The Jacket by Brian J. Miller

Clothes back in the days of the cave man were most likely first used in keeping the body warm in that forbidding primitive environment. Coats, jackets and sweaters do the same for us today. Recently I acquired a jacket that provided warmth of another kind, one that warmed my heart.

This jacket wasn’t one of the latest fashions bought fresh off the rack at a trendy retail store or one that spotted being showcased by some celebrity walking down Hollywood Boulevard. You would not pick it out of a crowd because of its flashy design or brilliant color. In fact some might say it is drab, as in ‘olive drab.’ Its by all accounts over sixty years old, well worn, a bit tattered, frayed and with stains that I’m sure, carry a story with each. The jacket’s label reads: Type E-10: Specification No 3157; Cldin – Dennis; Property Air Forces, US Army. It’s a vintage Army Air Force flight jacket.

This flight jacket was worn by 1st Lieutenant Francis “Sandy” Brewster during all of his 37 combat missions over the hostile skies of France and Germany during World War II. As a young pilot of the 416th Bomber Group he flew a two-engine A-26 medium bomber with a steely resolve that earned him a Distinguished Flying Cross (DFC) for his actions on a mission over Kempton, Germany. This honor is bestowed on individuals who “distinguishes himself by heroism or extraordinary achievement while participating in aerial flight and must have resulted in an accomplishment so exceptional and outstanding as to clearly set the individual apart from his comrades or from other persons in similar circumstances.” That being said and to give you an idea as to the company Sandy keeps with regard to this decoration, the first DFC medal was awarded to Charles Lindbergh on June 11, 1927.

Living in the same Ulster County communality together for over 17 years, it took a chance meeting at a local store just barely over one year ago to introduce ourselves to each other. A mutual friendship ensued that seems now to have been nurtured by a lifetime of knowing each other. My interest in World War II may have helped initiate the friendship, but it was Sandy’s affable personality and spirit for life that made it endure. Spend a few minutes with Sandy, and it is apparent that his human spirit is well intact. It’s that human spirit that wants to, or strives to make things better for ourselves and those around us. He has a curiosity for life that goes way beyond accepting what is obvious and a sense of playfulness that invigorates people around him.

It is easy to be in the company of Sandy but only if you are not facing him across the table playing Scrabble or another board game. This, I have learned is a daunting task, fraught with having to deal with trying to out think him. Sandy also has a keen eye for seeing things that others miss. This, I am beginning to understand, is probably not much different than his adversaries must have felt in facing him in that deadly cat and mouse game high over the skies of Europe during the war. These instincts and savvy enabled him to not only survive the war but to excel in completing his missions.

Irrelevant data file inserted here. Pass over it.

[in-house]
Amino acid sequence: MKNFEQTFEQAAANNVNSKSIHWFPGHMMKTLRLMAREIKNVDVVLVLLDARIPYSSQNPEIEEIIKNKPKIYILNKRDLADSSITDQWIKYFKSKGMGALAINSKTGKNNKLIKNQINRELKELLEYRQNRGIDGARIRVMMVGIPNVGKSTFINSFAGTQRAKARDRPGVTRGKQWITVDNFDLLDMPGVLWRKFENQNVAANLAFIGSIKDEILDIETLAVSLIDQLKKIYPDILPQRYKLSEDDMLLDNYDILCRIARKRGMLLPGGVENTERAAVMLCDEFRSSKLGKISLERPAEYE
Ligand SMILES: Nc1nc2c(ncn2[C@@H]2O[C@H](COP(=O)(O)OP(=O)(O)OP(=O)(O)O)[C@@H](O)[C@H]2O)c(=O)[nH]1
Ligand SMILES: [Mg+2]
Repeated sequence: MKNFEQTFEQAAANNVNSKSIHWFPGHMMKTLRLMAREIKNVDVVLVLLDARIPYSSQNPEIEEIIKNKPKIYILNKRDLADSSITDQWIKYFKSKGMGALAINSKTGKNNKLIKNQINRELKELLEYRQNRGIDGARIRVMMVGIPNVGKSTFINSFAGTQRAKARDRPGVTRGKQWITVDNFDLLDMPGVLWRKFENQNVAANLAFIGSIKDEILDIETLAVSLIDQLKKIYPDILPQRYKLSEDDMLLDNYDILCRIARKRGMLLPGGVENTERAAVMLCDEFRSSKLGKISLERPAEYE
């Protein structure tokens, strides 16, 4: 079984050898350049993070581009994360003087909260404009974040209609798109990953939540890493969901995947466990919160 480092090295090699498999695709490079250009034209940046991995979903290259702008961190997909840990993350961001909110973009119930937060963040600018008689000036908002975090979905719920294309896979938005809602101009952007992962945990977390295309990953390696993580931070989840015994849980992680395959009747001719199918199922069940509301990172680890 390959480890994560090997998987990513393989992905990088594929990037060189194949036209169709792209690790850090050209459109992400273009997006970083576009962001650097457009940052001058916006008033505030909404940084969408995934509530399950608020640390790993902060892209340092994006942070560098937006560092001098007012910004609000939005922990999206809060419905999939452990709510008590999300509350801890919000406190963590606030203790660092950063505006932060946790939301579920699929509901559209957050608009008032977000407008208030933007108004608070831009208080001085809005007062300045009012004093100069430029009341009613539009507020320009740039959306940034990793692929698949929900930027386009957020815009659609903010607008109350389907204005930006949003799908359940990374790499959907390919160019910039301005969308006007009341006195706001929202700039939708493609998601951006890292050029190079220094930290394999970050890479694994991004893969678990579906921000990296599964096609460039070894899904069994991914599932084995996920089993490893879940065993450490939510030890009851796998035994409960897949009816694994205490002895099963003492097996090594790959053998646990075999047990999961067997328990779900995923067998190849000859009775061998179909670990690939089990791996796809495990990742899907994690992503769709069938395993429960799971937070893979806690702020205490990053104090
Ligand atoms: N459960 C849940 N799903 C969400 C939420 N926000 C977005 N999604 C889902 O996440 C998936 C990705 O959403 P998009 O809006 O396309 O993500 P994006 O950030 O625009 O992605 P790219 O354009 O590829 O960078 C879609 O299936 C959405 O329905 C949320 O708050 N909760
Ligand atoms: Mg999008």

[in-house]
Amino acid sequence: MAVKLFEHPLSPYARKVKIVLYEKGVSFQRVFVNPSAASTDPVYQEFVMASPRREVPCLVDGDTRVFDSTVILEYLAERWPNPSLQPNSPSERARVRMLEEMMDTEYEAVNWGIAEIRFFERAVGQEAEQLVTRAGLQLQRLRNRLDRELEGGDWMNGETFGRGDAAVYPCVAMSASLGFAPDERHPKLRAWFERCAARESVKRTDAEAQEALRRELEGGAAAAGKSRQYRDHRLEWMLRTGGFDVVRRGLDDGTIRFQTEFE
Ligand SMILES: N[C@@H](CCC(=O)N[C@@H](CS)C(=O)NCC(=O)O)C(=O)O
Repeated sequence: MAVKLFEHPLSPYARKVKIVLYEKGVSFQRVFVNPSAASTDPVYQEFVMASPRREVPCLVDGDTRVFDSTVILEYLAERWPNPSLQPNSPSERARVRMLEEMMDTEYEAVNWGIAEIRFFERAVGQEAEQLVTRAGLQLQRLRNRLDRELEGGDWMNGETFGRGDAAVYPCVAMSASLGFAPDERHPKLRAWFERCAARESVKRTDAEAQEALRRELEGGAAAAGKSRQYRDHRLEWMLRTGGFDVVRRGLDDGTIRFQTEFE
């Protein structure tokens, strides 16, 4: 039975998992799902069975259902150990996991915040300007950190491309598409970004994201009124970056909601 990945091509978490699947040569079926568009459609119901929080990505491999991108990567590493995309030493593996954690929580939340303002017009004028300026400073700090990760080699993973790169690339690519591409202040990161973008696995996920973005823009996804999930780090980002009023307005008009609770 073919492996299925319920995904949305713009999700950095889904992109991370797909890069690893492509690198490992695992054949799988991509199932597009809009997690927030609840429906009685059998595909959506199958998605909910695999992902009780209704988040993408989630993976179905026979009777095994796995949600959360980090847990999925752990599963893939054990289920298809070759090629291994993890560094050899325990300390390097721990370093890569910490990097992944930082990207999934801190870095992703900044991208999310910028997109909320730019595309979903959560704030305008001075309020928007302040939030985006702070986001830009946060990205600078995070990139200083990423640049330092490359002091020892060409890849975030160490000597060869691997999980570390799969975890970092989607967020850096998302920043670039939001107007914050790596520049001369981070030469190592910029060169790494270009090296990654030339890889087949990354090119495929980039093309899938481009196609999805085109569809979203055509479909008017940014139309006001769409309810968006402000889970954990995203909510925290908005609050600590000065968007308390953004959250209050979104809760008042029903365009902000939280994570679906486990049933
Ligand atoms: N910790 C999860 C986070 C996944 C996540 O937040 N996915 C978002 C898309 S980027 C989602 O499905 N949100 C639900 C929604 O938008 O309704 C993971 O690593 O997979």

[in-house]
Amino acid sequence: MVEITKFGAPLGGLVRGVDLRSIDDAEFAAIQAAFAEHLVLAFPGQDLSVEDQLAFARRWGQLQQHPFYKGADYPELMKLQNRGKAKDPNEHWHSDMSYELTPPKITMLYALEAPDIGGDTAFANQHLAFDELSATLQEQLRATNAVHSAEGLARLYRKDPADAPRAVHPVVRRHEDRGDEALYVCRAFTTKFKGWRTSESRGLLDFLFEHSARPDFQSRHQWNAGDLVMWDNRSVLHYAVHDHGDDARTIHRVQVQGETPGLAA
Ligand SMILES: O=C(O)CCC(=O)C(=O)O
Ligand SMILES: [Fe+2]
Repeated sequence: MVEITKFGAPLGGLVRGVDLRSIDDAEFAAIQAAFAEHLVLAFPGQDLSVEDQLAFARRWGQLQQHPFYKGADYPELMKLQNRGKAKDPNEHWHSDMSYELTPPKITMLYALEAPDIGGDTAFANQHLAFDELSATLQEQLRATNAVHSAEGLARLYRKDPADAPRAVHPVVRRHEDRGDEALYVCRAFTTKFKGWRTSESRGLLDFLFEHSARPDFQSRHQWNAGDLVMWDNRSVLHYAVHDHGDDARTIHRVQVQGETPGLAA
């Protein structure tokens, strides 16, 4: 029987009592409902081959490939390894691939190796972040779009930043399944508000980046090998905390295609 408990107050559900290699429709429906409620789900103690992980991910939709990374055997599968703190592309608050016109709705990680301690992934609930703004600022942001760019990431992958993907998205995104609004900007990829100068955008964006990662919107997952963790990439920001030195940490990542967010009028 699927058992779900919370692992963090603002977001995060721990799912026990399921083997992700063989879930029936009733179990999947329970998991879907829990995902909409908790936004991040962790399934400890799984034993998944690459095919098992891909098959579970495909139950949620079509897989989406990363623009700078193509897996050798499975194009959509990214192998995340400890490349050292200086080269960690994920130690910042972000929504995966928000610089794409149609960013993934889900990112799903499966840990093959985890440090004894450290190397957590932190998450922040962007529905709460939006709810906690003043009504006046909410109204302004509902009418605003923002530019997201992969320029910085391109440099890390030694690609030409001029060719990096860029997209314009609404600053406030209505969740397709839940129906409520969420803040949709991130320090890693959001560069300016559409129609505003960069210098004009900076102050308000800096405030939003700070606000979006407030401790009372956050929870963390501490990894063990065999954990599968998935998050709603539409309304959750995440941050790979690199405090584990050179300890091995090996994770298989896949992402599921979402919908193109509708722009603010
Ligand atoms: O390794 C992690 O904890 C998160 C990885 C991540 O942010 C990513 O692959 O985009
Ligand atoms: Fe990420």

As an octogenarian it is now time that Sandy moves closer to his family, so that they can better provide care and look after him. Instead of a five-minute ride to his house on the road just behind mine, it will entail that I take a five hour journey by car to his new home. His move causes mixed feelings for me. I am happy that he will get the loving care he so rightfully deserves, but sad that my friend will no longer be in the neighborhood. Sandy’s response to me was that it is time for me to get a web camera like his anyway, so we can better stay in touch. That’s classic Sandy, a positive attitude and always thinking ahead.

On a recent visit, Sandy said he had something for me. Walking into the living room he was carrying his flight jacket. He handed it to me saying he could think of no one better to give it to. I was so humbled and honored that I was at a loss for words. Overwhelmed with emotions I could only utter a simple thank you while giving him a great big hug. After all, what do you say at the moment to someone who gives you not only a part of their history but also something that is so personal and irreplaceable?

Vintage cars that are not driven are called trailer queens. This vintage jacket, while it won’t be worn daily, is not destined to be closet king either. Mindful of its age and condition I plan to wear it from time to time and on special occasions. It is my hope that in doing so, it sparks other people’s interest, stimulating conversation and giving me an opportunity to tell Sandy’s story.

By entrusting me with this jacket I would tell Sandy that I understand my responsibility for its stewardship. By respectfully wearing the jacket it will help preserve and promote the legacy of not only Sandy but of all the veterans who sacrificed and served with him. Time is the only thing we don’t get back in our life, so I want to thank Sandy for giving freely of his time to me. I am truly grateful that our life paths crossed and by sharing his life’s experiences with me, he has enriched and blessed mine. It is with this strong sense of gratitude that I realized it was my good fortune that I met Sandy and I can proudly say he is my friend. The jacket is now one of my most treasured possessions and slipping it on will always draw me closer to my friend’s heart. This is my tribute to him.